Tiger population increases in Nepal
KATHMANDU: The Ministry of Forest and Environment has informed that the tiger population has increased in the country as per the latest census.
The Ministry, while making public the result of the national tiger census 2018 on the occasion of the National Conservation Day today, informed that with the increase, the number of tiger has reached 235 in the country.
Deputy Director General at National Park and Wildlife Reserve, Gopal Prasad Bhattarai, informed that the census found 37 more tigers as compared to 2013 census which had recorded the population at 198.
As per the latest data, Chitwan National Park is a home to 93 big cats while Bardiya National Park 87, Banke National Park 21, Parsa National Park 18 and Shuklaphanta National Park and vicinity 16.
The Department conducted the census with the use of modern camera. The enumeration continued from December 1, 2017 to April 3, 2018.
Various methods were adopted to ascertain the tiger population as camera trap, computing, data management with grid, re-verification, data segregation as per species, GPS, and habitat use survey.
Director General at the Department, Man Bahadur Khadka, informed that the number of tigers in Chitwan National Park was less than the expected one. It may be because of the floods last year, he added.
According to him, in the last four years, 18 tigers were killed – some met natural death, some died in fight and succumbed to disease.
Nepal has been observing the Tiger Day for eight years. In 1995, Nepal had 98 tigers while it increased to 109 in 2000 and 126 in 2005, but declined to 121 in 2009 which made a leap in 2013 totaling 198.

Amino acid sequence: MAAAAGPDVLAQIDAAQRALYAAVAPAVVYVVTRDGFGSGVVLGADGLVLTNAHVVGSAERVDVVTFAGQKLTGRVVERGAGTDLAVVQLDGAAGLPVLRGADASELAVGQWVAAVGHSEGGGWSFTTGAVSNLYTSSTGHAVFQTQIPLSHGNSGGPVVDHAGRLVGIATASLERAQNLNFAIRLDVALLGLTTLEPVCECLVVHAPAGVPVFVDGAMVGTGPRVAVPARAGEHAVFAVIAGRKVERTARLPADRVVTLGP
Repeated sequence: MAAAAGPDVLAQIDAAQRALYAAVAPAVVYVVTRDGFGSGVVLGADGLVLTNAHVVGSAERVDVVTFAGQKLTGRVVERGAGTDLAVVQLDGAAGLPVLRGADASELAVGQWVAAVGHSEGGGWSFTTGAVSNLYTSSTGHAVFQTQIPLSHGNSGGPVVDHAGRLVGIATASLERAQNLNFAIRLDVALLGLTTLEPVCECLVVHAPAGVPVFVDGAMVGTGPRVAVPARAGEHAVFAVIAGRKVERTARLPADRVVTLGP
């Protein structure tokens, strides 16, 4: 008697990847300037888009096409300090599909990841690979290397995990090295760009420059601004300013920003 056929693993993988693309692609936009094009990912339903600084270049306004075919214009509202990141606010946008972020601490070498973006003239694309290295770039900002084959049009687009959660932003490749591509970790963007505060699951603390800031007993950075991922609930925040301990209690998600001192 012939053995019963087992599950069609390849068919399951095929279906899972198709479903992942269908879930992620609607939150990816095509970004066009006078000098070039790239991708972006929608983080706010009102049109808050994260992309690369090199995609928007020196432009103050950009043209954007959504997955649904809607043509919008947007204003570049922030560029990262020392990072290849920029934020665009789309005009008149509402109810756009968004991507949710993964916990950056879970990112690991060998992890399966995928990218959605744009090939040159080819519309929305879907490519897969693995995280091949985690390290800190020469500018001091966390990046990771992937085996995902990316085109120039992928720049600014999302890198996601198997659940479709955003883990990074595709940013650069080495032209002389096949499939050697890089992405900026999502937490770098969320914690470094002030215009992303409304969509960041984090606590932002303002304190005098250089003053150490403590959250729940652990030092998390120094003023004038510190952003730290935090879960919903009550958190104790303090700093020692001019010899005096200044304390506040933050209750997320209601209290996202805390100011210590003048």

Nepal is one among 13 countries that have tiger. There are 1,890 tigers in the world currently.
On the occasion, Minister for Forest Shakti Bahadur Basnet called for people’s active engagement in effectively implementing biodiversity conservation programmes.
He said it is a matter of happiness that Nepal is on a right track to achieve the government’s goal to double the number of tigers (to 250 adult tigers) by 2022 with the satisfactory results of tiger counts so far. The government is mindful of environmental issue in constructing Nijgadh international airport, he said.
September 23 every year is celebrated as the National Conservation Day in Nepal in commemoration of the tragic deaths of 24 people including the then Minister of State for Forest and Soil Conservation Gopal Rai, his spouse and environment conservationist from home and abroad in a helicopter crash at Ghunsha of Taplejung as the team was returning to the capital city after attending the WWF Nepal programme there in 2006.
At the programme, National Planning Commission’s member Dr Krishna Prasad Oli stated that the forest area in Nepal had reached nearly 45 percent, insisting on the collective efforts to conserve soil and water in the days ahead.
Forest Secretary Dr Bishwanath Oli said the results of latest census of tigers at home provided us a ground to say that Nepal was near its commitment made before the international community to doubling its numbers by 2022.
Joint Secretary at the Ministry of Forest and Environment Yagyanath Dahal and pro Dr Ram Prasad Chaudhary talked about efforts and challenges in regard with the biodiversity conservation in the country.
On the occasion, Dr Kamal Gaire of Tahanu was honored with this year’s National Conservation Award carrying a purse of Rs 151,000.
Minister Basnet presented him the award. A book incorporating contents about red panda protection action plans and about rhododendron available in the Kanchanjunga Conservation Area and its surroundings was also released on the occasion.
Published Date: Sunday, September 23rd, 2018 | 07:57 PM